Gobbledegook, Poppycock, Whimsy and Spam / by Michelle Sander

Julius Comroe said, "Serendipity is looking in a haystack for a needle and discovering a farmer's daughter." 

Style | Faulkner House Books | New Orleans, Louisiana | 2016

Style | Faulkner House Books | New Orleans, Louisiana | 2016

In 1754, the word "serendipity" was first coined. It's defined by Merriam-Webster as "the faculty or phenomenon of finding valuable or agreeable things not sought for." It was recently listed by a U.K. translation company as one of the English language's 10 most difficult words to translate. Other words to make their list include plenipotentiary, gobbledegook, poppycock, whimsy, spam, and kitsch.

The invention of many wonderful things have been attributed to "serendipity," including Kellogg's Corn Flakes, Charles Goodyear's vulcanization of rubber, inkjet printers, Silly Putty, the Slinky, and chocolate chip cookies.

  • Alexander Fleming discovered penicillin after he left for vacation without disinfecting some of his petri dishes filled with bacteria cultures; when he got back to his lab, he found that the penicillium mold had killed the bacteria.

  • Viagra had been developed to treat hypertension and angina pectoris; it didn't do such a good job at these things, researchers found during the first phase of clinical trials, but it was good for something else.

  • The principles of radioactivity, X-rays, and infrared radiation were all found when researchers were looking for something else.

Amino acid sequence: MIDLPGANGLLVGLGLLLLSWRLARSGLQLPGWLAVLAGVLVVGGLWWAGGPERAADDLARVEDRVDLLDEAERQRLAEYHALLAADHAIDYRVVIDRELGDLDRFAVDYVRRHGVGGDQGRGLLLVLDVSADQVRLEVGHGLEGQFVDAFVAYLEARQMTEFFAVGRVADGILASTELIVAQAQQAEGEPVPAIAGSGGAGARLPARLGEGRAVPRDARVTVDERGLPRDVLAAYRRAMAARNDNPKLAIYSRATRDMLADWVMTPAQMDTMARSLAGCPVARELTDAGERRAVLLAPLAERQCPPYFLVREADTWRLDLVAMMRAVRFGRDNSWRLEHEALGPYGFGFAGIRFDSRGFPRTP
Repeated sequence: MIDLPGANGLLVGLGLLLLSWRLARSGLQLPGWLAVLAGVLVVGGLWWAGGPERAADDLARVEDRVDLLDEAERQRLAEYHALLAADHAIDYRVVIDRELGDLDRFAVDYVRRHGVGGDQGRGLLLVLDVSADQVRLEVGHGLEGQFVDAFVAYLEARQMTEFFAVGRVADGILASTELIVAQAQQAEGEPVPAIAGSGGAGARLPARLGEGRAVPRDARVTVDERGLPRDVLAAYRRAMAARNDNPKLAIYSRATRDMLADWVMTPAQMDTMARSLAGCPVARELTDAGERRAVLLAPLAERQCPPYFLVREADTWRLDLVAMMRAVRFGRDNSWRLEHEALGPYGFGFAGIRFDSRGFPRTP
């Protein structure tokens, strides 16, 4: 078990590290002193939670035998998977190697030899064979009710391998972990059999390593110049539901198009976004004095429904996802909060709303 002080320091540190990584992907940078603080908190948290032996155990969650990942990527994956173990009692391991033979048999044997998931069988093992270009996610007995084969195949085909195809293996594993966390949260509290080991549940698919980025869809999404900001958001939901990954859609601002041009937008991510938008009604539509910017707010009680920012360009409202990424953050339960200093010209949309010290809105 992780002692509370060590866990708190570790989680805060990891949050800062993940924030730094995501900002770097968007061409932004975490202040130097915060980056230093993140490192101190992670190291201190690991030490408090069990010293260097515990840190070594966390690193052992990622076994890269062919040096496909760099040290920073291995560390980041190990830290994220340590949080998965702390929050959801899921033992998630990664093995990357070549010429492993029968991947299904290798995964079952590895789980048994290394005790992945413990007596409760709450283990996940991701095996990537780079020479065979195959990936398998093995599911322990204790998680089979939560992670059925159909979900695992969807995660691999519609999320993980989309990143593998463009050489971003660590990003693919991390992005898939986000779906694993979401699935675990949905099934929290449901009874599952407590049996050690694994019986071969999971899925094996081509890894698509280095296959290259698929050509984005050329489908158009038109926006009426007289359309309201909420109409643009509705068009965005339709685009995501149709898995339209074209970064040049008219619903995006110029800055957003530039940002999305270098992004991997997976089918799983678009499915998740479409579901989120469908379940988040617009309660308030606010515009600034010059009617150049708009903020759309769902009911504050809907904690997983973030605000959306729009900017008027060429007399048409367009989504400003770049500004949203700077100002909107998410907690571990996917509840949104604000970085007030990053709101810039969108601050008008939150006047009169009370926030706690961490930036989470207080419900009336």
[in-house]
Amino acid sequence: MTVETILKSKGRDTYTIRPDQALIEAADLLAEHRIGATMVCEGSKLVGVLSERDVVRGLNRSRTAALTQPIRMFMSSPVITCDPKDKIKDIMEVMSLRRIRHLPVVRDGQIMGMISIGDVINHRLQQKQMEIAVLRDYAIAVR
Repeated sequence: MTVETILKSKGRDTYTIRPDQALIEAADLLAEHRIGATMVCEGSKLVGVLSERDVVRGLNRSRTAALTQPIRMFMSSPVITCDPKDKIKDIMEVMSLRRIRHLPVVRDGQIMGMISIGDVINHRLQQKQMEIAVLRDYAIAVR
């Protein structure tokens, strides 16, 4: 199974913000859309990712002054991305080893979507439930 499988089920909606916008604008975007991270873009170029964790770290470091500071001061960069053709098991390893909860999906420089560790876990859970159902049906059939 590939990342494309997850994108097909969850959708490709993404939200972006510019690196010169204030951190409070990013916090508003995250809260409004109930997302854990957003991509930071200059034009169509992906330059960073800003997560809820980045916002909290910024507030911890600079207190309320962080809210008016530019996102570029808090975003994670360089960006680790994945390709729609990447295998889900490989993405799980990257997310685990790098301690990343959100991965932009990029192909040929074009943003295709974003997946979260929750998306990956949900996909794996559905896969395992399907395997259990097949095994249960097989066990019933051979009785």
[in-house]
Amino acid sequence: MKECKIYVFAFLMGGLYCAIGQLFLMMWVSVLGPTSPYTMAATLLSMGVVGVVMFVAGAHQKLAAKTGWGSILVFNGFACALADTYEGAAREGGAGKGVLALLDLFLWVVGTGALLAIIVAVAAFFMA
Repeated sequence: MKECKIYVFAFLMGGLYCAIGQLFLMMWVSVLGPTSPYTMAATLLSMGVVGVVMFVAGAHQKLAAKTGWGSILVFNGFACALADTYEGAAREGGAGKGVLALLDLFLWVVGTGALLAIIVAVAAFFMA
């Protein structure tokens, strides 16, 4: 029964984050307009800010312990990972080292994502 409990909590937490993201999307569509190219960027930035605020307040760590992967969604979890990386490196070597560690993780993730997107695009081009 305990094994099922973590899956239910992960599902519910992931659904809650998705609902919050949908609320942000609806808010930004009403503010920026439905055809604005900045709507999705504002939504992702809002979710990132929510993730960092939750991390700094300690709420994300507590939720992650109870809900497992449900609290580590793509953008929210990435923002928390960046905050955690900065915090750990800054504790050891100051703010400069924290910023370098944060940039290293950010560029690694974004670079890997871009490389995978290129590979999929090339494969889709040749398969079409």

I remember learning the phenomenon of serendipity for the first time. It was used by one of my professors in a Modern Dance class to describe movement using improvisation instead of choreography. “The result,” she said, “could be serendipitous.” Then, like when you learn any new word, it started crawling out of the woodwork. It was in every newspaper, magazine, textbook, radio broadcast; it followed me like a shadow. 

Regardless of its abundance, however, I thought of the term fondly until my English professor told us that some terms come in and out of fashion like the latest cut of boot. I was scandalized. A word I see everywhere, not to mention one that is so fun to say, was just another version of the latest kitsch. Since this revelation, I’ve decided to choose my words like I choose my boots: classics for everyday and the latest styles for the occasional night on the town.